**Series Title: The Ergodic Hypothesis and Beyond**

**Lecture 1 (5/22): "The general case" **

Abstract: The celebrated Ergodic Theorems of George Birkhoff and von Neumann in the 1930's gave rise to a mathematical formulation of Boltzmann's Ergodic Hypothesis in thermodynamics. This reformulated hypothesis has been described by a variety of authors as the conjecture that ergodicity -- a form of randomness of orbit distributions -- should be``the general case" in conservative dynamics. I will discuss remarkable discoveries in the intervening century that show why such a hypothesis must be false in its most restrictive formulation but still survives in some contexts. In the end, I will begin to tackle the question, "When is ergodicity and other chaotic behavior the general case?"

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**Lecture 2 (5/23): Robust mechanisms for chaos, I: Geometry and the birth of stable ergodicity**

Abstract: The first general, robust mechanism for ergodicity was developed by E. Hopf in the 1930's in the context of Riemannian geometry. Loosely put, Hopf showed that for a negatively curved, compact surface, the ``typical" infinite geodesic fills the manifold in a very uniform way, a property called equidistribution. I will discuss Hopf's basic idea in both topological and measure-theoretic settings and how it has developed into a widely applicable mechanism for chaotic behavior in smooth dynamics.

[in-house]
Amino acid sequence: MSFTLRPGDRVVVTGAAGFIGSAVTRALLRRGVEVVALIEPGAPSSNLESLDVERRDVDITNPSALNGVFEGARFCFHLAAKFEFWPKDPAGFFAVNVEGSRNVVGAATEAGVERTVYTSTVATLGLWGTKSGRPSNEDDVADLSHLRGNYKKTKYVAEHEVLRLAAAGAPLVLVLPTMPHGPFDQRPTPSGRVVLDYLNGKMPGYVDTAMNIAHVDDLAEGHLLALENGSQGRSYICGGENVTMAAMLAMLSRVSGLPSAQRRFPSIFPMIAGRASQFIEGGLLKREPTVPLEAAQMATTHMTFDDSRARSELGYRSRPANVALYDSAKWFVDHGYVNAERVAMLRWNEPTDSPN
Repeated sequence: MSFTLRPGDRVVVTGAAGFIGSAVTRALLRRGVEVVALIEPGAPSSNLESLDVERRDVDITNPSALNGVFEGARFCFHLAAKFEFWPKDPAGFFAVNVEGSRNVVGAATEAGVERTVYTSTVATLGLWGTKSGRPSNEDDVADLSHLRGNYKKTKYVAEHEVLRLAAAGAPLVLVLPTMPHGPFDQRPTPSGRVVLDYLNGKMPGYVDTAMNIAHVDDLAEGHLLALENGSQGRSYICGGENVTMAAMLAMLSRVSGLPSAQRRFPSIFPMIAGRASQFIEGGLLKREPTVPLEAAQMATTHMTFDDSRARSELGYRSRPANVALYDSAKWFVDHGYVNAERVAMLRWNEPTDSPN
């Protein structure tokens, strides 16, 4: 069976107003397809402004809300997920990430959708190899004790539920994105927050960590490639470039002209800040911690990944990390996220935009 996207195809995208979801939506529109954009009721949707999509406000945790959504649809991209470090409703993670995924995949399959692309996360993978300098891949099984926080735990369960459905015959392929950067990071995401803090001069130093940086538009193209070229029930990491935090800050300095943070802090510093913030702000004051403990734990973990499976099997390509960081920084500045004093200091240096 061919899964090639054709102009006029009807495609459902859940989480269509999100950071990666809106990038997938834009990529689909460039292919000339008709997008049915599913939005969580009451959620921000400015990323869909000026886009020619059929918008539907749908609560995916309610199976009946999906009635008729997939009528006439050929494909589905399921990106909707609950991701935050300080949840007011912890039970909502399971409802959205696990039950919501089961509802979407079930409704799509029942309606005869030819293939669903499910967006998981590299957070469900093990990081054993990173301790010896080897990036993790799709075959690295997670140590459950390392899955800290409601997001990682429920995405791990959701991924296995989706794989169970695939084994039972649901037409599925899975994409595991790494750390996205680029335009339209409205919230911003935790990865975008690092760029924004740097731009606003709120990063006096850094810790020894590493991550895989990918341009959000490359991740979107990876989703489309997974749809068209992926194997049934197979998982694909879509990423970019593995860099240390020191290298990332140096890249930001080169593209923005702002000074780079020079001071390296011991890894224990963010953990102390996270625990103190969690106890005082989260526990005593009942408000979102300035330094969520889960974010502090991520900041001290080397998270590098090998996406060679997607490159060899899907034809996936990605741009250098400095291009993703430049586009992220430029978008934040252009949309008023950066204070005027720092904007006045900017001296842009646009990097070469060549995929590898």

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**Lecture 3 (5/24): Robust mechanisms for chaos, II: Stable ergodicity and partial hyperbolicity**

Abstract: Kolmogorov introduced in the 1950's a robust mechanism for {\em non-ergodicity}, which is now known as the KAM phenomenon (named for Kologorov, Arnol'd and Moser). A current, pressing problem in smooth dynamics is to understand the interplay between KAM and Hopf phenomena in specific classes of dynamical systems. I will describe a class of dynamical systems, called the {\em partially hyperbolic systems}, in which the two phenomena can in some sense be combined. I'll also explain recent results that give strong evidence for the truth of a modified ergodic hypothesis in this setting, known as the Pugh-Shub stable ergodicity conjecture.

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